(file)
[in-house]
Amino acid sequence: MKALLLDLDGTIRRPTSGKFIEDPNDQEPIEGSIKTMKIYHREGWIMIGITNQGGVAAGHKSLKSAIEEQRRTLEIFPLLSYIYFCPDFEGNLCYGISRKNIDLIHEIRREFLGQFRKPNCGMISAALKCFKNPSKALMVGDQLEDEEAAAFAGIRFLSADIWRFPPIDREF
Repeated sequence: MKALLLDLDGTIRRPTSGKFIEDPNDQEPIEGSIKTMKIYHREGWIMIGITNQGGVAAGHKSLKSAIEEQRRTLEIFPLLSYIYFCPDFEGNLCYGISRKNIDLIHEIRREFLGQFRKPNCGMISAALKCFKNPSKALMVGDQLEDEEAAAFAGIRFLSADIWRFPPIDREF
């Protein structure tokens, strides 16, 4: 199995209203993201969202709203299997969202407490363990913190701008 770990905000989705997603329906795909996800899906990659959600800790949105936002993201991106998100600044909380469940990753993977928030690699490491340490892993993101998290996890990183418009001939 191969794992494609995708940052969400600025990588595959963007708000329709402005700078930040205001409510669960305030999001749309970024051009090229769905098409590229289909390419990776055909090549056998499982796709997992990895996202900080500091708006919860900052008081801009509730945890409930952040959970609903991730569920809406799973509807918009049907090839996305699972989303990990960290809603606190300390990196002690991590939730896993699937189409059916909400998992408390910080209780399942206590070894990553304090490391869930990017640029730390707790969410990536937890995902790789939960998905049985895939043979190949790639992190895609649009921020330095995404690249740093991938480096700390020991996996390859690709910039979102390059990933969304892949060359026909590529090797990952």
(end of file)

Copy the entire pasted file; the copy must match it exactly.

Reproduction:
[in-house]
Amino acid sequence: MKALLLDLDGTIRRPTSGKFIEDPNDQEPIEGSIKTMKIYHREGWIMIGITNQGGVAAGHKSLKSAIEEQRRTLEIFPLLSYIYFCPDFEGNLCYGISRKNIDLIHEIRREFLGQFRKPNCGMISAALKCFKNPSKALMVGDQLEDEEAAAFAGIRFLSADIWRFPPIDREF
Repeated sequence: MKALLLDLDGTIRRPTSGKFIEDPNDQEPIEGSIKTMKIYHREGWIMIGITNQGGVAAGHKSLKSAIEEQRRTLEIFPLLSYIYFCPDFEGNLCYGISRKNIDLIHEIRREFLGQFRKPNCGMISAALKCFKNPSKALMVGDQLEDEEAAAFAGIRFLSADIWRFPPIDREF
């Protein structure tokens, strides 16, 4: 199995209203993201969202709203299997969202407490363990913190701008 770990905000989705997603329906795909996800899906990659959600800790949105936002993201991106998100600044909380469940990753993977928030690699490491340490892993993101998290996890990183418009001939 191969794992494609995708940052969400600025990588595959963007708000329709402005700078930040205001409510669960305030999001749309970024051009090229769905098409590229289909390419990776055909090549056998499982796709997992990895996202900080500091708006919860900052008081801009509730945890409930952040959970609903991730569920809406799973509807918009049907090839996305699972989303990990960290809603606190300390990196002690991590939730896993699937189409059916909400998992408390910080209780399942206590070894990553304090490391869930990017640029730390707790969410990536937890995902790789939960998905049985895939043979190949790639992190895609649009921020330095995404690249740093991938480096700390020991996996390859690709910039979102390059990933969304892949060359026909590529090797990952």